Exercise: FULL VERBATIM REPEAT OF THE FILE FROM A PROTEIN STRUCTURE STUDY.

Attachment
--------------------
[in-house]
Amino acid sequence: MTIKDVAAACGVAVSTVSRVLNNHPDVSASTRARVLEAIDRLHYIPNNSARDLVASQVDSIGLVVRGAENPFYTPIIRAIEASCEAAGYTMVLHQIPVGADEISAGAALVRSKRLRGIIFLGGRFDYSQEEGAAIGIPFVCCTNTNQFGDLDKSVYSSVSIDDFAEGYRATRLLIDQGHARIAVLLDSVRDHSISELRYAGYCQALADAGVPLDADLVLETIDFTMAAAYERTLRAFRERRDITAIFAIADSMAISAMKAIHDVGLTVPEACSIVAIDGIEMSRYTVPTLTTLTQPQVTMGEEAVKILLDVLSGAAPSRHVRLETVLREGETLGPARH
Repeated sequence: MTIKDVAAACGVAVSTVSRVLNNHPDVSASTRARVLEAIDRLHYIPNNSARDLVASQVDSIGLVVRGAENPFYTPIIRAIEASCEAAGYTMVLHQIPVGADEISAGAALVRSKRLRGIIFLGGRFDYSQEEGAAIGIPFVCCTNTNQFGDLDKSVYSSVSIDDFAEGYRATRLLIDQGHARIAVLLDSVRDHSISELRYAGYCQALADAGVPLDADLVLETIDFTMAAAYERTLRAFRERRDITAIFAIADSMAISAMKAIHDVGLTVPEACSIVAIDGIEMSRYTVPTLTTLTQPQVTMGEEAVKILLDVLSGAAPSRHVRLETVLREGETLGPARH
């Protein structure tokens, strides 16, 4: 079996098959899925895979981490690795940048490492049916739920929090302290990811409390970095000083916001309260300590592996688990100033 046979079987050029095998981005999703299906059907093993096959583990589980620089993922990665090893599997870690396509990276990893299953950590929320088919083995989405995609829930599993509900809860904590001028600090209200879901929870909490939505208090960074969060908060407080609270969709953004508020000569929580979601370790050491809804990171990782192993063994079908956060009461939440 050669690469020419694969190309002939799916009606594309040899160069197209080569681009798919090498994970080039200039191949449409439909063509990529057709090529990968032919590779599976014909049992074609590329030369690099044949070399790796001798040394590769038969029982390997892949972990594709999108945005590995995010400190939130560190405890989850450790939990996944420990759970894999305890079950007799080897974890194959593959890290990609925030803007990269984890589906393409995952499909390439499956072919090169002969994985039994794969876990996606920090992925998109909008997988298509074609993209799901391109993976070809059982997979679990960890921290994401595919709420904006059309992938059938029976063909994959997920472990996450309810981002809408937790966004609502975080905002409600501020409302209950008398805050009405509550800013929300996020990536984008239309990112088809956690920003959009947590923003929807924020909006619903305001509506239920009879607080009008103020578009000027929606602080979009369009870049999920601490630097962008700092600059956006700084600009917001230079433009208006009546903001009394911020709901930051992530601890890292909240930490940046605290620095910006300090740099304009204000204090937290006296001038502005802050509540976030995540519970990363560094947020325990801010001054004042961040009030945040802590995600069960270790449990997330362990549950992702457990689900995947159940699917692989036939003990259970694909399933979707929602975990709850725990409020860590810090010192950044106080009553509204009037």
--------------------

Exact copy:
[in-house]
Amino acid sequence: MTIKDVAAACGVAVSTVSRVLNNHPDVSASTRARVLEAIDRLHYIPNNSARDLVASQVDSIGLVVRGAENPFYTPIIRAIEASCEAAGYTMVLHQIPVGADEISAGAALVRSKRLRGIIFLGGRFDYSQEEGAAIGIPFVCCTNTNQFGDLDKSVYSSVSIDDFAEGYRATRLLIDQGHARIAVLLDSVRDHSISELRYAGYCQALADAGVPLDADLVLETIDFTMAAAYERTLRAFRERRDITAIFAIADSMAISAMKAIHDVGLTVPEACSIVAIDGIEMSRYTVPTLTTLTQPQVTMGEEAVKILLDVLSGAAPSRHVRLETVLREGETLGPARH
Repeated sequence: MTIKDVAAACGVAVSTVSRVLNNHPDVSASTRARVLEAIDRLHYIPNNSARDLVASQVDSIGLVVRGAENPFYTPIIRAIEASCEAAGYTMVLHQIPVGADEISAGAALVRSKRLRGIIFLGGRFDYSQEEGAAIGIPFVCCTNTNQFGDLDKSVYSSVSIDDFAEGYRATRLLIDQGHARIAVLLDSVRDHSISELRYAGYCQALADAGVPLDADLVLETIDFTMAAAYERTLRAFRERRDITAIFAIADSMAISAMKAIHDVGLTVPEACSIVAIDGIEMSRYTVPTLTTLTQPQVTMGEEAVKILLDVLSGAAPSRHVRLETVLREGETLGPARH
């Protein structure tokens, strides 16, 4: 079996098959899925895979981490690795940048490492049916739920929090302290990811409390970095000083916001309260300590592996688990100033 046979079987050029095998981005999703299906059907093993096959583990589980620089993922990665090893599997870690396509990276990893299953950590929320088919083995989405995609829930599993509900809860904590001028600090209200879901929870909490939505208090960074969060908060407080609270969709953004508020000569929580979601370790050491809804990171990782192993063994079908956060009461939440 050669690469020419694969190309002939799916009606594309040899160069197209080569681009798919090498994970080039200039191949449409439909063509990529057709090529990968032919590779599976014909049992074609590329030369690099044949070399790796001798040394590769038969029982390997892949972990594709999108945005590995995010400190939130560190405890989850450790939990996944420990759970894999305890079950007799080897974890194959593959890290990609925030803007990269984890589906393409995952499909390439499956072919090169002969994985039994794969876990996606920090992925998109909008997988298509074609993209799901391109993976070809059982997979679990960890921290994401595919709420904006059309992938059938029976063909994959997920472990996450309810981002809408937790966004609502975080905002409600501020409302209950008398805050009405509550800013929300996020990536984008239309990112088809956690920003959009947590923003929807924020909006619903305001509506239920009879607080009008103020578009000027929606602080979009369009870049999920601490630097962008700092600059956006700084600009917001230079433009208006009546903001009394911020709901930051992530601890890292909240930490940046605290620095910006300090740099304009204000204090937290006296001038502005802050509540976030995540519970990363560094947020325990801010001054004042961040009030945040802590995600069960270790449990997330362990549950992702457990689900995947159940699917692989036939003990259970694909399933979707929602975990709850725990409020860590810090010192950044106080009553509204009037």